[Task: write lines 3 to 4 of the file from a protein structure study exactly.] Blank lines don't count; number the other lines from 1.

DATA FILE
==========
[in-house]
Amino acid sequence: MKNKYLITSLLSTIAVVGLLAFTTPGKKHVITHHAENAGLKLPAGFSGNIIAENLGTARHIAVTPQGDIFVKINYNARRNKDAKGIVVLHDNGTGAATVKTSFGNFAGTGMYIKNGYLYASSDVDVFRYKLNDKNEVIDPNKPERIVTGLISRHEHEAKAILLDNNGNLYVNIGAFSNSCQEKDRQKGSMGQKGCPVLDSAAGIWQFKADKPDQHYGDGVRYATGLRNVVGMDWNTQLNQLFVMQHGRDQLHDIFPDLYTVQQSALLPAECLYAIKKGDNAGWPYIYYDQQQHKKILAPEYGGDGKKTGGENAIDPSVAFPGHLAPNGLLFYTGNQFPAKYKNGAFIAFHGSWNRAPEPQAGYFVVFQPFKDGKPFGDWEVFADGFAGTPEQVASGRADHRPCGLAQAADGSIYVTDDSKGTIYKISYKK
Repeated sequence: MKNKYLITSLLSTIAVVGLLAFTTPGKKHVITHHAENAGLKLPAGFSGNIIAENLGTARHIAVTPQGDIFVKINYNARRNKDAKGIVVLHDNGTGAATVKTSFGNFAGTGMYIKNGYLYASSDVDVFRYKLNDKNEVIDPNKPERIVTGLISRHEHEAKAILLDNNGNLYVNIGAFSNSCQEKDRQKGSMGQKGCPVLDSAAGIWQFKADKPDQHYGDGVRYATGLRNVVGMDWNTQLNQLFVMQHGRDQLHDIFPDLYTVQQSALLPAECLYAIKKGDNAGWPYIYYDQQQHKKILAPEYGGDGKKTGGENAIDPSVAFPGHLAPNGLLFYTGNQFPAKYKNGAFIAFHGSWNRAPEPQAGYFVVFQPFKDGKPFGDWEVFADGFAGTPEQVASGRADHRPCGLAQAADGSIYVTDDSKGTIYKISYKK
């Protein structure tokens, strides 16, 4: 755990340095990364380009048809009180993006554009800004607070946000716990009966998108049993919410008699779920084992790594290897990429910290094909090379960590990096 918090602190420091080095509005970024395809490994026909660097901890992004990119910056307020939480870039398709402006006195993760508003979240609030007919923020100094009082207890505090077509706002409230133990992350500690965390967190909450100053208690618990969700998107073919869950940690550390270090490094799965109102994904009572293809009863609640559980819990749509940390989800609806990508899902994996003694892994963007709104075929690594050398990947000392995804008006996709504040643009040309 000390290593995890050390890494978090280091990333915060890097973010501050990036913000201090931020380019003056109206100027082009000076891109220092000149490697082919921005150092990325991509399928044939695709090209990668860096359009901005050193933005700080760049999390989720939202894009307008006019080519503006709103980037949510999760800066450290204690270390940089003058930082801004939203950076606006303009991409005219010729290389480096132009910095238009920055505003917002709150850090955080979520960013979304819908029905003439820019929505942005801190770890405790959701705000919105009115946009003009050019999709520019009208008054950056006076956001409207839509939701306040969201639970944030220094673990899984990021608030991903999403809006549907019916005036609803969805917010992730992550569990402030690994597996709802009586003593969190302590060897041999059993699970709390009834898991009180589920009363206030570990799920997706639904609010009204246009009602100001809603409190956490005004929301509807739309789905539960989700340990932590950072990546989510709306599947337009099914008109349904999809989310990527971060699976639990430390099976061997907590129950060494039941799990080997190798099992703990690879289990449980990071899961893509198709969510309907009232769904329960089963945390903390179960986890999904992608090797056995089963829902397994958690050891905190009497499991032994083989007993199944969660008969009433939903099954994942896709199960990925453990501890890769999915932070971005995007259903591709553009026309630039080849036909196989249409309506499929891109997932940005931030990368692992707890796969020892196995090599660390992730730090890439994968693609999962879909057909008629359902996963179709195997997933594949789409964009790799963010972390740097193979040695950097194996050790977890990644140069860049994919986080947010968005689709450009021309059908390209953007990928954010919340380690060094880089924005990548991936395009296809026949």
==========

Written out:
Repeated sequence: MKNKYLITSLLSTIAVVGLLAFTTPGKKHVITHHAENAGLKLPAGFSGNIIAENLGTARHIAVTPQGDIFVKINYNARRNKDAKGIVVLHDNGTGAATVKTSFGNFAGTGMYIKNGYLYASSDVDVFRYKLNDKNEVIDPNKPERIVTGLISRHEHEAKAILLDNNGNLYVNIGAFSNSCQEKDRQKGSMGQKGCPVLDSAAGIWQFKADKPDQHYGDGVRYATGLRNVVGMDWNTQLNQLFVMQHGRDQLHDIFPDLYTVQQSALLPAECLYAIKKGDNAGWPYIYYDQQQHKKILAPEYGGDGKKTGGENAIDPSVAFPGHLAPNGLLFYTGNQFPAKYKNGAFIAFHGSWNRAPEPQAGYFVVFQPFKDGKPFGDWEVFADGFAGTPEQVASGRADHRPCGLAQAADGSIYVTDDSKGTIYKISYKK
């Protein structure tokens, strides 16, 4: 755990340095990364380009048809009180993006554009800004607070946000716990009966998108049993919410008699779920084992790594290897990429910290094909090379960590990096 918090602190420091080095509005970024395809490994026909660097901890992004990119910056307020939480870039398709402006006195993760508003979240609030007919923020100094009082207890505090077509706002409230133990992350500690965390967190909450100053208690618990969700998107073919869950940690550390270090490094799965109102994904009572293809009863609640559980819990749509940390989800609806990508899902994996003694892994963007709104075929690594050398990947000392995804008006996709504040643009040309 000390290593995890050390890494978090280091990333915060890097973010501050990036913000201090931020380019003056109206100027082009000076891109220092000149490697082919921005150092990325991509399928044939695709090209990668860096359009901005050193933005700080760049999390989720939202894009307008006019080519503006709103980037949510999760800066450290204690270390940089003058930082801004939203950076606006303009991409005219010729290389480096132009910095238009920055505003917002709150850090955080979520960013979304819908029905003439820019929505942005801190770890405790959701705000919105009115946009003009050019999709520019009208008054950056006076956001409207839509939701306040969201639970944030220094673990899984990021608030991903999403809006549907019916005036609803969805917010992730992550569990402030690994597996709802009586003593969190302590060897041999059993699970709390009834898991009180589920009363206030570990799920997706639904609010009204246009009602100001809603409190956490005004929301509807739309789905539960989700340990932590950072990546989510709306599947337009099914008109349904999809989310990527971060699976639990430390099976061997907590129950060494039941799990080997190798099992703990690879289990449980990071899961893509198709969510309907009232769904329960089963945390903390179960986890999904992608090797056995089963829902397994958690050891905190009497499991032994083989007993199944969660008969009433939903099954994942896709199960990925453990501890890769999915932070971005995007259903591709553009026309630039080849036909196989249409309506499929891109997932940005931030990368692992707890796969020892196995090599660390992730730090890439994968693609999962879909057909008629359902996963179709195997997933594949789409964009790799963010972390740097193979040695950097194996050790977890990644140069860049994919986080947010968005689709450009021309059908390209953007990928954010919340380690060094880089924005990548991936395009296809026949």